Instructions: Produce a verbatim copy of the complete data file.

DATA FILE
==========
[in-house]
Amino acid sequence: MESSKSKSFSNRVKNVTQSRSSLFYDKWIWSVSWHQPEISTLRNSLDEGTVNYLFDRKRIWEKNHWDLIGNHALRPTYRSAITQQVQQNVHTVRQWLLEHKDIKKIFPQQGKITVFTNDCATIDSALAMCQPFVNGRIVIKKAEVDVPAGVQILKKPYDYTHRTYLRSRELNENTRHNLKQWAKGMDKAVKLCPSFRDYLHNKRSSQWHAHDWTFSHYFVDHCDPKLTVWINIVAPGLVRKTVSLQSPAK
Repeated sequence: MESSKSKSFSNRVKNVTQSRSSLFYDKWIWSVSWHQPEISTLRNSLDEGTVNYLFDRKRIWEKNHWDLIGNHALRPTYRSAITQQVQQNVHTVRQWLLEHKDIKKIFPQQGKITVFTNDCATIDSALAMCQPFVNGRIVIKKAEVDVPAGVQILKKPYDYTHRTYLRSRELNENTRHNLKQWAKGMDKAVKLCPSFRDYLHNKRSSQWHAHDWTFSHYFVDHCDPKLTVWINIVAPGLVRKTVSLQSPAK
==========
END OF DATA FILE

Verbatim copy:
[in-house]
Amino acid sequence: MESSKSKSFSNRVKNVTQSRSSLFYDKWIWSVSWHQPEISTLRNSLDEGTVNYLFDRKRIWEKNHWDLIGNHALRPTYRSAITQQVQQNVHTVRQWLLEHKDIKKIFPQQGKITVFTNDCATIDSALAMCQPFVNGRIVIKKAEVDVPAGVQILKKPYDYTHRTYLRSRELNENTRHNLKQWAKGMDKAVKLCPSFRDYLHNKRSSQWHAHDWTFSHYFVDHCDPKLTVWINIVAPGLVRKTVSLQSPAK
Repeated sequence: MESSKSKSFSNRVKNVTQSRSSLFYDKWIWSVSWHQPEISTLRNSLDEGTVNYLFDRKRIWEKNHWDLIGNHALRPTYRSAITQQVQQNVHTVRQWLLEHKDIKKIFPQQGKITVFTNDCATIDSALAMCQPFVNGRIVIKKAEVDVPAGVQILKKPYDYTHRTYLRSRELNENTRHNLKQWAKGMDKAVKLCPSFRDYLHNKRSSQWHAHDWTFSHYFVDHCDPKLTVWINIVAPGLVRKTVSLQSPAK